by John M. Bagyi, Esq.
The New York State Department of Labor has issued notification templates New York employers can use to comply with the state’s new Wage Theft Prevention Act. The law, which went into effect April 9, requires employers to provide every employee with a statement detailing:
- The employee’s rate of pay
- The overtime rate of pay, if the employee is subject to
- The basis of wage payment (per hour, per shift, per week, piece rate, commission, etc.)
- Any allowances the employer intends to claim as part of the minimum wage, including tip, meal and lodging allowances
- The regular pay day
- The employer’s name and any names under which the employer does business
- The physical address of the employer’s main office or principal place of business and, if different, the employer’s mailing address
- The employer’s telephone number.
Employers can print out the templates and then fill in pertinent information to comply with the law. Templates are available at www.labor.ny.gov/workerprotection/laborstandards/workprot/lshmpg.shtm.
The department also issued “Guidelines for Written Notice of Rates of Pay and Regular Payday.” Currently, guidelines are available in English, Spanish, Chinese and Korean. Eventually, Haitian-Creole, Polish and Russian versions will be produced.
The department has also issued a document titled, “Frequently Asked Questions About the Wage Theft Prevention Act.”
The law’s notice requirements
Employers are not required to use the DOL-issued templates and can develop their own, as long as the notices contain all the required information. While the department states that a “New Hire Notice” may be included in offer letters or other employment agreements provided to new hires, the notice itself must “be on its own form.”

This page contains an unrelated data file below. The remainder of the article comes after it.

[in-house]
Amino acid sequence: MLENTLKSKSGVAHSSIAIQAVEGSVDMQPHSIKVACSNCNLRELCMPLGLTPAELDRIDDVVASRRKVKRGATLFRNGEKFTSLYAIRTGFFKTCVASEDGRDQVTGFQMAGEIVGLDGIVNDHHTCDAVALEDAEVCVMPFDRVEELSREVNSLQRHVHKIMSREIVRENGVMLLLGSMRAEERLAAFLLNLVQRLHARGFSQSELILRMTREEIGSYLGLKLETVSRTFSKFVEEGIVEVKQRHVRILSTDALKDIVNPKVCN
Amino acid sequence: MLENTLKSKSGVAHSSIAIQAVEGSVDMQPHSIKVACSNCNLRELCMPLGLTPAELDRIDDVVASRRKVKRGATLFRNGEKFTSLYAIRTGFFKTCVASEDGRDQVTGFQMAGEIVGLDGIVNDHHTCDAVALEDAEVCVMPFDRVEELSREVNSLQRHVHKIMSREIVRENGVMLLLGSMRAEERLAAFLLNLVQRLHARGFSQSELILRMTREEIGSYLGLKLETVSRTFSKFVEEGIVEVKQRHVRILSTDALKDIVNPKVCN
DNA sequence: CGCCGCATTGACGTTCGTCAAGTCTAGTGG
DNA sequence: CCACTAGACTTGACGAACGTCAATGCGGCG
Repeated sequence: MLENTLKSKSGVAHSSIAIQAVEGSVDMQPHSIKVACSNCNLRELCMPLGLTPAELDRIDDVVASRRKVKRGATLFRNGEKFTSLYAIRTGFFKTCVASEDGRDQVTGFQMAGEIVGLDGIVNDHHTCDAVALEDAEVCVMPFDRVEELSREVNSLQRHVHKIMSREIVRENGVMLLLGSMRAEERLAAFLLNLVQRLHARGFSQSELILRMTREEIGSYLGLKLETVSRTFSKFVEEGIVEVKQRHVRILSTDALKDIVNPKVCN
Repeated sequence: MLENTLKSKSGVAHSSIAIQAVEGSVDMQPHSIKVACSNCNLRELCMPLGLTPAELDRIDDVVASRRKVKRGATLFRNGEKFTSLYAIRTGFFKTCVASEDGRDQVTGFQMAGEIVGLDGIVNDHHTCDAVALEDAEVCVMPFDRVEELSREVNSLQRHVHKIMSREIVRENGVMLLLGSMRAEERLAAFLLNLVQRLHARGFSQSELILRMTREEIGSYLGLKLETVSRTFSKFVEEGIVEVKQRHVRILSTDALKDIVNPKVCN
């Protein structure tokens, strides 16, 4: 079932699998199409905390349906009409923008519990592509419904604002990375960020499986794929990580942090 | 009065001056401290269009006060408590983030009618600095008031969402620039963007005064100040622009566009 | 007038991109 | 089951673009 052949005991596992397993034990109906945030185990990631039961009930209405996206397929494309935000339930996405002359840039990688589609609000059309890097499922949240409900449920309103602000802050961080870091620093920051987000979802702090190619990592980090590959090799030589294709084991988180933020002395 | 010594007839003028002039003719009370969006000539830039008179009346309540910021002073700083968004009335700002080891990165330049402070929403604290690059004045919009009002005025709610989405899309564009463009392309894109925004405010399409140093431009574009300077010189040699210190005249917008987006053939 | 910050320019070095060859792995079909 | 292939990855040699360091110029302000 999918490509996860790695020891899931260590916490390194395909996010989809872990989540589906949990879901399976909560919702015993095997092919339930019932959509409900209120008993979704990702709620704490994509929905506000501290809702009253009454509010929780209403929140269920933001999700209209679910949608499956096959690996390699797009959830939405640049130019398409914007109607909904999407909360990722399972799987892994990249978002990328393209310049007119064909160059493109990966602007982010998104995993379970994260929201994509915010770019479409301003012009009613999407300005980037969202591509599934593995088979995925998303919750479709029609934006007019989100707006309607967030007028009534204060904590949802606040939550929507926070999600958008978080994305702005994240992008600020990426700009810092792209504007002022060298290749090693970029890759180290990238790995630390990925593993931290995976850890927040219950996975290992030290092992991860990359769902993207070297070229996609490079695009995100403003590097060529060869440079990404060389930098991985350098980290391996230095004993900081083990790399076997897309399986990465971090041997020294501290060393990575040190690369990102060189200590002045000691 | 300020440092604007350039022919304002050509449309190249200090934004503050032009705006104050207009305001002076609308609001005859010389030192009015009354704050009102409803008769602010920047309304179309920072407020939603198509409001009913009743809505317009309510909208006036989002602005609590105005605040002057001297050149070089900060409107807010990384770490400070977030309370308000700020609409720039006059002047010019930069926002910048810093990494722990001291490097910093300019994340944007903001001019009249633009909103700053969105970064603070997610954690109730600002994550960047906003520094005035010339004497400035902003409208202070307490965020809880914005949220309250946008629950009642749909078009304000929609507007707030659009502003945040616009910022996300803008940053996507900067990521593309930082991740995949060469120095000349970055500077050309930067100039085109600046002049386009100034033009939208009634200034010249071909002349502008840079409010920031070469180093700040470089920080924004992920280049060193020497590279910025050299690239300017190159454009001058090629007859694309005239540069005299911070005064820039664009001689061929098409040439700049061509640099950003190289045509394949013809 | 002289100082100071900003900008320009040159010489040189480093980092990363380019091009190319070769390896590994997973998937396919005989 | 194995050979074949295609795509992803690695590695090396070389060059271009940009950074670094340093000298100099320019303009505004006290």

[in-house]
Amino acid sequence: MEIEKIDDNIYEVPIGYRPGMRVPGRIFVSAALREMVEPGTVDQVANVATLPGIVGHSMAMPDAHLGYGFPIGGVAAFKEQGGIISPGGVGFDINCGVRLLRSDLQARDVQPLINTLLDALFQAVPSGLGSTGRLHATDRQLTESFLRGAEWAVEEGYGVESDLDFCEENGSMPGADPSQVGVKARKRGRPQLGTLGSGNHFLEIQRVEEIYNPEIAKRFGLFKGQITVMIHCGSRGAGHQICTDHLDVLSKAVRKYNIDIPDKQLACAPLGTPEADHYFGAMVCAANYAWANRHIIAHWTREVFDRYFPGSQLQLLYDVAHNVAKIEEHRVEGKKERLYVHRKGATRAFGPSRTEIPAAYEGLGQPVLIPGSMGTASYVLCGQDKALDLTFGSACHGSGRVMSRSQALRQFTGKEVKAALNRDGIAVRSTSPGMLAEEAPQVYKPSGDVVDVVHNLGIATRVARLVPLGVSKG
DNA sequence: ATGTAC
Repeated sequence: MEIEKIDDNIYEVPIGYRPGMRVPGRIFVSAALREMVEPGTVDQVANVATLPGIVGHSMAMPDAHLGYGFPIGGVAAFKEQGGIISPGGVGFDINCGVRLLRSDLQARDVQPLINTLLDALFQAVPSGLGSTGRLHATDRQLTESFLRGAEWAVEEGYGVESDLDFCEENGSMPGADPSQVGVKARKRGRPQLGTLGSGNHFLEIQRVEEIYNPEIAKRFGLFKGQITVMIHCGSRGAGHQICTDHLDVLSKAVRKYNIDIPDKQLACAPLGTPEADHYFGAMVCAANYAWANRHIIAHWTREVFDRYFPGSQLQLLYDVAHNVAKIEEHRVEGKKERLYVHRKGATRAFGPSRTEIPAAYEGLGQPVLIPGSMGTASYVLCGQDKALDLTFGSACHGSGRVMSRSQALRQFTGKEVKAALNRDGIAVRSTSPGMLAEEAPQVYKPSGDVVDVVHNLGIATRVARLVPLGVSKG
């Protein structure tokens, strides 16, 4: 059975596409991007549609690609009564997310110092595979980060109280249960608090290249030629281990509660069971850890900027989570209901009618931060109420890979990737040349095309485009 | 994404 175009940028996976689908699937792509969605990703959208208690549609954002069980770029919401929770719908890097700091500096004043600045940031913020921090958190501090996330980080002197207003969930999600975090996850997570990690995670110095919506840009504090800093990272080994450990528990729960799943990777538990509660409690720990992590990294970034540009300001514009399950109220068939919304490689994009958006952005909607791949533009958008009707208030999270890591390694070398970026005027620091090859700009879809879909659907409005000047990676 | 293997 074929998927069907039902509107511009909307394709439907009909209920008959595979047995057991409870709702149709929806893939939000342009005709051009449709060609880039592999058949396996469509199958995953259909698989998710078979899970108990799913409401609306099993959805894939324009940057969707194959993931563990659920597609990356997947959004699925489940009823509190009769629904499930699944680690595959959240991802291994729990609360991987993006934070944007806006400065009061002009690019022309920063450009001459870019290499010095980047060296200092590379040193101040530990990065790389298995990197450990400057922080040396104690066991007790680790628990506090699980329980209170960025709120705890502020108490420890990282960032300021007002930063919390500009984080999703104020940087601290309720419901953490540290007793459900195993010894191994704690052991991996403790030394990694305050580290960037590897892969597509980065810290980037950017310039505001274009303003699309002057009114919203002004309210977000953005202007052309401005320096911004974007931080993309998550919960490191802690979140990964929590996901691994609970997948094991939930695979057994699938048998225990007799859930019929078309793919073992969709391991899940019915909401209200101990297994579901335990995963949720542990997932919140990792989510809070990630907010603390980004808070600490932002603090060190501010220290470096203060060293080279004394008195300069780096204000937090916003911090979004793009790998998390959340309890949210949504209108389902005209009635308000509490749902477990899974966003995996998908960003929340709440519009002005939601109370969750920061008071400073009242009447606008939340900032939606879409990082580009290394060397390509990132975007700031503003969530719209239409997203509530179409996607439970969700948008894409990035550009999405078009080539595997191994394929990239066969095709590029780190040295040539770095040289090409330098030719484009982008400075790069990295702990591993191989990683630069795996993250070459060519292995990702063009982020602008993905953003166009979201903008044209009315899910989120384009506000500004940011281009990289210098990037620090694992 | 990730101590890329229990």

Interestingly, the department backed off its prior position that notices issued tomust specify the exemption that applies to the employee. The department now says employers “may state the specific exemption that applies,” but are not required to.
Notice required in January
Annual notices must be provided between Jan. 1 and Feb. 1, with the first notice required before Feb. 1, 2012. The annual notice requirement cannot be satisfied by giving notice at some other point in the year (such as when annual increases are implemented). Employers had hoped the DOL might recognize that many organizations implement annual pay changes throughout the year and let them provide notice when those rate changes occurred, rather than in January.
Employers must issue annual notice even if there have been no changes.
If employees are paid at multiple hourly or piece rates, the notice should disclose all the rates that may apply (either on the notice itself or on an attached sheet).
Notices may be delivered to employees electronically, but there must be a system for the employee to acknowledge receipt of the notice and print out a copy.
If an employee refuses to sign the acknowledgment, the department advises “the employer should still give the notice and note the worker’s refusal on its copy of the notice.”
Pay changes and wage statements
Except for hospitality industry employers, a separate notice is not required when there is an increase in an employee’s pay rate, if the increase is reflected on the corresponding wage statement.
For any reduction in pay rate, the employer must notify the employee in writing before the reduction is implemented.
If a retroactive wage increase is implemented, the amount of the retroactive increase must be separately noted on the wage statement in the period in which it is paid.
Wage statements may be provided electronically if employees can access and print their statements on a computer provided by the employer.
Note: The DOL said it plans to prepare a sample wage statement showing the types of information required to appear.
Employees are protected from retaliation if they complain to their employer, the state Department of Labor or the Attorney General about possible violations of the Wage Theft Prevention Act. According to DOL guidance, if employees believe in good faith that “there is a problem in the workplace, their activities are protected,” even if the employer has not actually violated the.
Even threatening an employee can be considered retaliation. That makes it essential for employers to educate supervisors about the new law and the retaliation provisions it contains.
Author: John M. Bagyi is a member of Bond, Schoeneck & King’s Labor Law and Employment Law Practice. Contact him at (518) 533-3229 or firstname.lastname@example.org.
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